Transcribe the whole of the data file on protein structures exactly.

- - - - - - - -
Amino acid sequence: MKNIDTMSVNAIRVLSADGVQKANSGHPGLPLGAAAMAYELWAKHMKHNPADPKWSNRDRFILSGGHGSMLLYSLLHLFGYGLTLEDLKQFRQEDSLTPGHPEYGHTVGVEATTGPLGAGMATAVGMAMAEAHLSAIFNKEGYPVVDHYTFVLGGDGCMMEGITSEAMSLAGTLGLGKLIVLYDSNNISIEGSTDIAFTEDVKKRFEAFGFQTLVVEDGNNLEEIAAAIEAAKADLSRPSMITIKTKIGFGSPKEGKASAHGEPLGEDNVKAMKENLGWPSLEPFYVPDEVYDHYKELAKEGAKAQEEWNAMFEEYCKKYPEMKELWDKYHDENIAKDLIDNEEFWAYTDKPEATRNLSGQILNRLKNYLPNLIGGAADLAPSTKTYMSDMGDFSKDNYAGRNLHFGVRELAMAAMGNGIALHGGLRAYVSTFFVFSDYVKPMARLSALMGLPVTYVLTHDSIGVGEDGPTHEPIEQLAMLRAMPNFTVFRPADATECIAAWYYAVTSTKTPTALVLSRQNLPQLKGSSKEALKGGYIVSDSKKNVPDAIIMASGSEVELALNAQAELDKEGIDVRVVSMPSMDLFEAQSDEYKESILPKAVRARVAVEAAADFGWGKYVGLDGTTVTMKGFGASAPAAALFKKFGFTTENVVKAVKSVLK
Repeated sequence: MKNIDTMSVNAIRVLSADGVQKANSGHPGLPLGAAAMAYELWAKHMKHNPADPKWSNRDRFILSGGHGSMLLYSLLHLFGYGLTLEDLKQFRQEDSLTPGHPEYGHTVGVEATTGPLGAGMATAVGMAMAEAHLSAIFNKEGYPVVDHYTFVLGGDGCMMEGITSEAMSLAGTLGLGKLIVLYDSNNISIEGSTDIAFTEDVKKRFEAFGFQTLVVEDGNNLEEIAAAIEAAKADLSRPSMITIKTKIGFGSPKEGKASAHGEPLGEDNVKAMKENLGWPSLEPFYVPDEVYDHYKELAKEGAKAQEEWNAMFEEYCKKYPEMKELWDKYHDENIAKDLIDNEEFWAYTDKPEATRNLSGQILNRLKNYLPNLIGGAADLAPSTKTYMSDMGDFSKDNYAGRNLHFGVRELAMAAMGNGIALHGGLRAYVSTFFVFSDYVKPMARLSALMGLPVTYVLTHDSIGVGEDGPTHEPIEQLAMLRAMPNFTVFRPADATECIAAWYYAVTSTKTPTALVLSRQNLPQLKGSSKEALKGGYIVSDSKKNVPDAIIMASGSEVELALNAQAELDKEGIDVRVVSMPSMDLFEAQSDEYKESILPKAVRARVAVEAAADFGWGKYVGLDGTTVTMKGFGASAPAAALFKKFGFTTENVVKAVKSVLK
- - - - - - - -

Amino acid sequence: MKNIDTMSVNAIRVLSADGVQKANSGHPGLPLGAAAMAYELWAKHMKHNPADPKWSNRDRFILSGGHGSMLLYSLLHLFGYGLTLEDLKQFRQEDSLTPGHPEYGHTVGVEATTGPLGAGMATAVGMAMAEAHLSAIFNKEGYPVVDHYTFVLGGDGCMMEGITSEAMSLAGTLGLGKLIVLYDSNNISIEGSTDIAFTEDVKKRFEAFGFQTLVVEDGNNLEEIAAAIEAAKADLSRPSMITIKTKIGFGSPKEGKASAHGEPLGEDNVKAMKENLGWPSLEPFYVPDEVYDHYKELAKEGAKAQEEWNAMFEEYCKKYPEMKELWDKYHDENIAKDLIDNEEFWAYTDKPEATRNLSGQILNRLKNYLPNLIGGAADLAPSTKTYMSDMGDFSKDNYAGRNLHFGVRELAMAAMGNGIALHGGLRAYVSTFFVFSDYVKPMARLSALMGLPVTYVLTHDSIGVGEDGPTHEPIEQLAMLRAMPNFTVFRPADATECIAAWYYAVTSTKTPTALVLSRQNLPQLKGSSKEALKGGYIVSDSKKNVPDAIIMASGSEVELALNAQAELDKEGIDVRVVSMPSMDLFEAQSDEYKESILPKAVRARVAVEAAADFGWGKYVGLDGTTVTMKGFGASAPAAALFKKFGFTTENVVKAVKSVLK
Repeated sequence: MKNIDTMSVNAIRVLSADGVQKANSGHPGLPLGAAAMAYELWAKHMKHNPADPKWSNRDRFILSGGHGSMLLYSLLHLFGYGLTLEDLKQFRQEDSLTPGHPEYGHTVGVEATTGPLGAGMATAVGMAMAEAHLSAIFNKEGYPVVDHYTFVLGGDGCMMEGITSEAMSLAGTLGLGKLIVLYDSNNISIEGSTDIAFTEDVKKRFEAFGFQTLVVEDGNNLEEIAAAIEAAKADLSRPSMITIKTKIGFGSPKEGKASAHGEPLGEDNVKAMKENLGWPSLEPFYVPDEVYDHYKELAKEGAKAQEEWNAMFEEYCKKYPEMKELWDKYHDENIAKDLIDNEEFWAYTDKPEATRNLSGQILNRLKNYLPNLIGGAADLAPSTKTYMSDMGDFSKDNYAGRNLHFGVRELAMAAMGNGIALHGGLRAYVSTFFVFSDYVKPMARLSALMGLPVTYVLTHDSIGVGEDGPTHEPIEQLAMLRAMPNFTVFRPADATECIAAWYYAVTSTKTPTALVLSRQNLPQLKGSSKEALKGGYIVSDSKKNVPDAIIMASGSEVELALNAQAELDKEGIDVRVVSMPSMDLFEAQSDEYKESILPKAVRARVAVEAAADFGWGKYVGLDGTTVTMKGFGASAPAAALFKKFGFTTENVVKAVKSVLK